• Direct materials (for example, the cost of the materials to make the bag) – £40
  • Overheads (for example, the cost of any premises etc) – £30

These costs would culminate in a unit cost of £150 per bag. If we add a markup of 50%, the costs would look like:

Unit price £150 + 50% markup = £225 selling price

Simple, quick and profit centred. It’s no surprise really that it’s one of the most popular pricing structures, is it?

What are the advantages of using this method?

As mentioned, one of the huge draws of cost plus pricing is that it’s a real time saver; and let’s face it, when you’re a business owner, time is money.

It’s also super easy to figure out, which can be a bonus for anyone who hates the idea of copious spreadsheets and endless calculations. All you need to do is analyse your production costs and choose your markup percentage.

In addition, because you’re focusing on your running costs, cost plus pricing should ensure that all of your costs are consistently covered. This will enable you to enjoy a regular rate of return, thanks to your markup percentage.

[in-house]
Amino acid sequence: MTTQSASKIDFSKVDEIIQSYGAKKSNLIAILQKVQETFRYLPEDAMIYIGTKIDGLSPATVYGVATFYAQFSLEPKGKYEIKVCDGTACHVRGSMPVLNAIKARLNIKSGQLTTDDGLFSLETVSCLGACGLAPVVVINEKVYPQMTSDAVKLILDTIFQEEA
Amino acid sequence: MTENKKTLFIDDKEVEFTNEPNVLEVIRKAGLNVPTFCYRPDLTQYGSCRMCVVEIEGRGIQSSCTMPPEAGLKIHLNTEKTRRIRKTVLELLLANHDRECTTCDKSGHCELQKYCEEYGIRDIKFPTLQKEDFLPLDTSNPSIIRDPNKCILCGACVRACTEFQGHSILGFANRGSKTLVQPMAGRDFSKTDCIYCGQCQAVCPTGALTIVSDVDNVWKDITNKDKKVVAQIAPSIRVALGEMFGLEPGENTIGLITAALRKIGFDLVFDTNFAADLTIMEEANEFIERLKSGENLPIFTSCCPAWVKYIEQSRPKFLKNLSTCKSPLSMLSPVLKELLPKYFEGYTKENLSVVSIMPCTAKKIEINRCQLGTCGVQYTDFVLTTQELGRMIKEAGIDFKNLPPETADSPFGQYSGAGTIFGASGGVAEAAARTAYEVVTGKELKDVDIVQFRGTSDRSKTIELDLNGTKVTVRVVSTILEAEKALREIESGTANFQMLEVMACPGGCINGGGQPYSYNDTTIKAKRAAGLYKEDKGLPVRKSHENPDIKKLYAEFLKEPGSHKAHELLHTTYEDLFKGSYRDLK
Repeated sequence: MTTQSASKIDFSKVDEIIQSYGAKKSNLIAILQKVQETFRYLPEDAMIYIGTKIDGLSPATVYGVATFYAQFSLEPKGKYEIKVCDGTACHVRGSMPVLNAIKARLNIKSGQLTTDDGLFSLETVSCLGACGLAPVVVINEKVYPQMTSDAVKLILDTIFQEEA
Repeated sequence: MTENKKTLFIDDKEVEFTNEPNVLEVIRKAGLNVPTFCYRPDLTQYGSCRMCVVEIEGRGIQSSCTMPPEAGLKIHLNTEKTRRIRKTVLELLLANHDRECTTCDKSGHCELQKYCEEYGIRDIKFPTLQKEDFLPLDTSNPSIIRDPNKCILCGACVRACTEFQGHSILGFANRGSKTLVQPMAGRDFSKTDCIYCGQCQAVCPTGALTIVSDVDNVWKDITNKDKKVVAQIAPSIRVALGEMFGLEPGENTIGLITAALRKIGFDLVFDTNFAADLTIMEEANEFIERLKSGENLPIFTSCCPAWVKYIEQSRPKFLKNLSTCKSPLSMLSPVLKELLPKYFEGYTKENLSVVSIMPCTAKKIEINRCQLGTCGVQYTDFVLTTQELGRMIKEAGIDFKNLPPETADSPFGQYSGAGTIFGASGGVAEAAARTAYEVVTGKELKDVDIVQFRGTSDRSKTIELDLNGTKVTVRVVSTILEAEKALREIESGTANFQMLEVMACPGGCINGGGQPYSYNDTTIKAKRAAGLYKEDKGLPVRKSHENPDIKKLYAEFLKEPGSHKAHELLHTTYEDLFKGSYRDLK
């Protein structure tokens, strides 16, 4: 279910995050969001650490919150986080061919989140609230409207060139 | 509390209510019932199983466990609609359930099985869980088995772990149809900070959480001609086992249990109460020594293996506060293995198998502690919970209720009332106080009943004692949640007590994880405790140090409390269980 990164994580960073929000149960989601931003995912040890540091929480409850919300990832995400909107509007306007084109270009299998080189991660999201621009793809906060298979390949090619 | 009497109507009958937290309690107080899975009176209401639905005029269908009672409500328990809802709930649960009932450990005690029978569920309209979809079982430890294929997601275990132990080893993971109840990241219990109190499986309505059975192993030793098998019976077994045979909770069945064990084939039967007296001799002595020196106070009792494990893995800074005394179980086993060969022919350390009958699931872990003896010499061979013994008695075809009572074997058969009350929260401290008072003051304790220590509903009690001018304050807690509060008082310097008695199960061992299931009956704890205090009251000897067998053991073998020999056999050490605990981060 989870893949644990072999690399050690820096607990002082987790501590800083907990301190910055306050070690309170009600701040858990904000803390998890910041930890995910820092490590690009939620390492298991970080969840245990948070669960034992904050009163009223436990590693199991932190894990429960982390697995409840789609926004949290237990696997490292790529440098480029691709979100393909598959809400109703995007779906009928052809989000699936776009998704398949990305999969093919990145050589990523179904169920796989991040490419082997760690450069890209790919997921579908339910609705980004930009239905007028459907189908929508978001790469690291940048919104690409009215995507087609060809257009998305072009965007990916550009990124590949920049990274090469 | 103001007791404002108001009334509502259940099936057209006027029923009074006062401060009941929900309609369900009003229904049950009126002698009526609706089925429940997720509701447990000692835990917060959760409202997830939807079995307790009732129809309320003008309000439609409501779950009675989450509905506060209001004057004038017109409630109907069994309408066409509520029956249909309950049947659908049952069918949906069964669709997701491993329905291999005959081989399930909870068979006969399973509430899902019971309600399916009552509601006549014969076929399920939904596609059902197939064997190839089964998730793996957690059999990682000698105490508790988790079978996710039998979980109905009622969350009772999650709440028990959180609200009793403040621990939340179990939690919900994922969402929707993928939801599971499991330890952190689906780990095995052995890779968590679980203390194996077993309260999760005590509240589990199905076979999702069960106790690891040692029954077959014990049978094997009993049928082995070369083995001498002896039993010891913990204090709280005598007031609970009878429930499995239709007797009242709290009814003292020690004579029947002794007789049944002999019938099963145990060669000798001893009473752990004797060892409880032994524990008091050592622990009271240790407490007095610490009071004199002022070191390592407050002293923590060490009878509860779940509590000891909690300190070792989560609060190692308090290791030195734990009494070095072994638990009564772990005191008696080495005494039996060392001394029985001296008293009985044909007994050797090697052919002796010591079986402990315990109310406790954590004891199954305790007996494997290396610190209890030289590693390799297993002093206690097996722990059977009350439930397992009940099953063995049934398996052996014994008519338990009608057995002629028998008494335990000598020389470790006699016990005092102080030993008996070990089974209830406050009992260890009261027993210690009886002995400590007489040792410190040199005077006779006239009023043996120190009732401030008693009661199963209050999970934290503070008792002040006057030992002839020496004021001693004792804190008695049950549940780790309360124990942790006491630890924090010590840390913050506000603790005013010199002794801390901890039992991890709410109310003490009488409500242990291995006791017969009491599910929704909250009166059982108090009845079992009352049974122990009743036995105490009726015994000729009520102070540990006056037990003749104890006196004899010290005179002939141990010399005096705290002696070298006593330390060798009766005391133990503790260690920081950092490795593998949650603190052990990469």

It’s also easy to communicate to your customers and, as a result, a justifiable way to talk about your pricing. So, if you want to up your prices, you can share your new pricing structure in a fair, understandable way: your production costs have gone up by X%, and this means your selling cost has gone up by X%. No arguments (well, hopefully!).

What are the disadvantages of using this method?

On the other hand, while this method is undoubtedly one of the quickest ways to figure out how much you should charge for your services, it can also limit you and leave you with missed opportunities.

This is because cost plus pricing ignores the need for competitor analysis or customer research; this puts you at risk of over or underpricing your product or services, which could result in a loss of sales.